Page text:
Influence of manufacturing on electrical performances of graphite nanoplatelet filled polystyrene
Paper in proceedings, 2011

Manufacturing strategy is important for the appropriate incorporation of filler into a polymeric matrix, and this in particular refers to nanofilers. Direct-graphite nanoplatelets (GNP) were used as filler in polystyrene (PS). The as-received GNP material contained microscopic size agglomerates formed by nanoscopic size graphite nanoplatelets. Refining of the microagglomerates (break-up) and production of graphene layers (exfoliation) desirably needs to take place during manufacturing. Herein, several melt processing methods used to prepare GNP/PS are in focus. The manufacturing methods used include both, melt and solvent routes, and include elongational flow mixing (EFM), high shear energy micro compounding, roll-milling/calendering, and Brabender mixing chamber, as well as sonication and surfactant assisted solvent processing using N-methyl-pyrrolidone (NMP). We analyze particle break-up and exfoliation, and the effects on electrical conductivity and surface smoothness of the composite, both of importance in high-voltage applications. The composite is characterized by melt rheology, Transmission Electron Microscopy (TEM), Scanning Electron Microscopy (SEM) with MeX surface topography software, optical microscopy with image analysis, X-ray Diffraction (XRD), and electrical resistivity measurements. We find that manufacturing processes influence the materialĀ“s morphology and properties in different ways. As could be expected, sonication and surfactant assisted solvent processing yielded both good deagglomeration and production of thin graphene stacks/layers. Elongational flow dispersive mixing, studied here using a recently developed mixer (RMX, Scamex, France), efficiently refines the GNP microagglomerates, and the particle break-up is closely comparable to that in solvent processing. Both the processes yield composites having smoother surfaces compared to the ones from other processing methods. Solvent processing and micro-compounding are more efficient than the other processes in the production of exfoliated thin graphene stacks/ layers. Thin graphene stacks/layers, particularly, provide electrical conductivity, at lower amount of filler content. Acknowledgments: The Swedish Foundation for Strategic Research (SSF) financial support is acknowledged (HP, MR, RWR).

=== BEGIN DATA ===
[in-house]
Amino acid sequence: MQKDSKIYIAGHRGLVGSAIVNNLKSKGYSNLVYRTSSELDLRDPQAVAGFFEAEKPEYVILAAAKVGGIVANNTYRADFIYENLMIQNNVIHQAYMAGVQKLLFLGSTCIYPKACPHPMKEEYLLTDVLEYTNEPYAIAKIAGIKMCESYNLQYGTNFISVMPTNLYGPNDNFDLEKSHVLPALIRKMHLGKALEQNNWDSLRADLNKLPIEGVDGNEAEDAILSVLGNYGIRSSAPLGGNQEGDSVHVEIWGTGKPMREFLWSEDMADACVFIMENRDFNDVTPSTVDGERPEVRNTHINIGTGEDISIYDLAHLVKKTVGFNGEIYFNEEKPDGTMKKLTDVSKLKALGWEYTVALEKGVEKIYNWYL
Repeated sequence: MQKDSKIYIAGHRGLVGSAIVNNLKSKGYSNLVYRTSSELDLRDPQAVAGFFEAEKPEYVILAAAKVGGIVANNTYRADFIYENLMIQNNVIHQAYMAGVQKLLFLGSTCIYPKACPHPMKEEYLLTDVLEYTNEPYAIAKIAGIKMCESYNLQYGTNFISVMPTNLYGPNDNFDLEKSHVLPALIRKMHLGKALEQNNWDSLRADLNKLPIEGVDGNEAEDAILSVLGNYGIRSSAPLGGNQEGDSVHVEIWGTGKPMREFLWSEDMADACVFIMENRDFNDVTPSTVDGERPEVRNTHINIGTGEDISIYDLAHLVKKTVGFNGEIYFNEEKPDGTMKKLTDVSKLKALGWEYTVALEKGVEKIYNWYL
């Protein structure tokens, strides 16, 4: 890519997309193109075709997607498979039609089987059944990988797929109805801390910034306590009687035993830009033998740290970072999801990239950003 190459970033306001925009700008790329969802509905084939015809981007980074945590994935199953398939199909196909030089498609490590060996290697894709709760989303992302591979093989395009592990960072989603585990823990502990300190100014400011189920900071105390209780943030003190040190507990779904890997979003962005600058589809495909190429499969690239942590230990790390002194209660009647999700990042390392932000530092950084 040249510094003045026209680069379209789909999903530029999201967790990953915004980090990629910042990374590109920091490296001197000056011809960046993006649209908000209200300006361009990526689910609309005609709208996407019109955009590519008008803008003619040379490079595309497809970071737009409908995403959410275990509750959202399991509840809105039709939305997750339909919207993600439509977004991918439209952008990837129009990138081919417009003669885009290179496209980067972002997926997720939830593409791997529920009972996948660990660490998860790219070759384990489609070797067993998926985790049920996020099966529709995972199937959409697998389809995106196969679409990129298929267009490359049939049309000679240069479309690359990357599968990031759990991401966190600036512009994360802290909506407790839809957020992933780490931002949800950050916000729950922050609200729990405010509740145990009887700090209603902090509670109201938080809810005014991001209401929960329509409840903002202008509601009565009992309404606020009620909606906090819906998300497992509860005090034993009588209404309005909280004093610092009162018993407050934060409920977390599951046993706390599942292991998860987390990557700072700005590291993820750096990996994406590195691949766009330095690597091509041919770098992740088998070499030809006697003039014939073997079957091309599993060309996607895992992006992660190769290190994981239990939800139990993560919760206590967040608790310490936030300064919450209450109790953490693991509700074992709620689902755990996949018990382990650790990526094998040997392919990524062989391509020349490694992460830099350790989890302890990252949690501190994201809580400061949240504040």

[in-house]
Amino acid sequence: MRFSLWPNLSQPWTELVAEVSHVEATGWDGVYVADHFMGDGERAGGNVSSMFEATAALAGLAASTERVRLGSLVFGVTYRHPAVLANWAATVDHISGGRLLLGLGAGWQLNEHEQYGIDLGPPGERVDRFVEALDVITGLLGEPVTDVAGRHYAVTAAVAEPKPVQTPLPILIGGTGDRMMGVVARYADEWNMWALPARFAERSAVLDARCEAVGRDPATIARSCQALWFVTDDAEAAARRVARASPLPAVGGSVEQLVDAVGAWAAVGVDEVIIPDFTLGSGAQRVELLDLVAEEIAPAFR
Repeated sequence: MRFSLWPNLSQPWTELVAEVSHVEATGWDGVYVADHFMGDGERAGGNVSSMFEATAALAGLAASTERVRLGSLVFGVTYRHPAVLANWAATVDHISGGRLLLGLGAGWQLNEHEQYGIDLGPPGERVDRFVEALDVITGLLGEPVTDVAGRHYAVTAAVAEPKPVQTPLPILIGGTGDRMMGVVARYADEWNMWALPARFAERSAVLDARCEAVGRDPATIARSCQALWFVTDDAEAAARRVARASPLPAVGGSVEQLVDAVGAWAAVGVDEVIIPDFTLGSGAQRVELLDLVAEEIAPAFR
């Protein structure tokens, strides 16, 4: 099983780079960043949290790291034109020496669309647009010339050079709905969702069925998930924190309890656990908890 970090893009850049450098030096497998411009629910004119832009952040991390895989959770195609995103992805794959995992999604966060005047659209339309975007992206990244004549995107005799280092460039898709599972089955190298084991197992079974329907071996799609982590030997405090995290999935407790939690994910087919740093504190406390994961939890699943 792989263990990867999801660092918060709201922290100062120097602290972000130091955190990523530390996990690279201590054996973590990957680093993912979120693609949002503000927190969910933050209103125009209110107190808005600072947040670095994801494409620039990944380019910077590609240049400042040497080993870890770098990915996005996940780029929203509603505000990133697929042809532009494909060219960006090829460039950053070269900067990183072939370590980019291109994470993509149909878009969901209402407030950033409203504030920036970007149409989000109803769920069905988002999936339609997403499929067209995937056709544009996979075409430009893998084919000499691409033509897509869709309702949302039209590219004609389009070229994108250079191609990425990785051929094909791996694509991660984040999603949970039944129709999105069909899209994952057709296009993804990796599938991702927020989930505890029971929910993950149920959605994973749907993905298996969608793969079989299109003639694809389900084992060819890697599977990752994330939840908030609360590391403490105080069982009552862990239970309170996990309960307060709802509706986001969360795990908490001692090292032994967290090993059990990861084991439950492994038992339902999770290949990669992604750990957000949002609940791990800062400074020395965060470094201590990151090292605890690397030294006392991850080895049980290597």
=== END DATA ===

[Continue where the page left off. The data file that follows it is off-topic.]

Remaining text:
Henrik Persson

Chalmers, Materials and Manufacturing Technology, Polymeric Materials and Composites

J. Rondin

M. Bouquey

Reinhard Miller

Mikael Rigdahl

Chalmers, Materials and Manufacturing Technology, Polymeric Materials and Composites

Rodney Rychwalski

Chalmers, Materials and Manufacturing Technology, Polymeric Materials and Composites

NT11 International Conference on Science and Applications of Nanotubes, University of Cambridge, July 11-16, Cambridge (UK), 2011

Areas of Advance

Nanoscience and Nanotechnology (2010-2017)

Materials Science

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Materials Engineering

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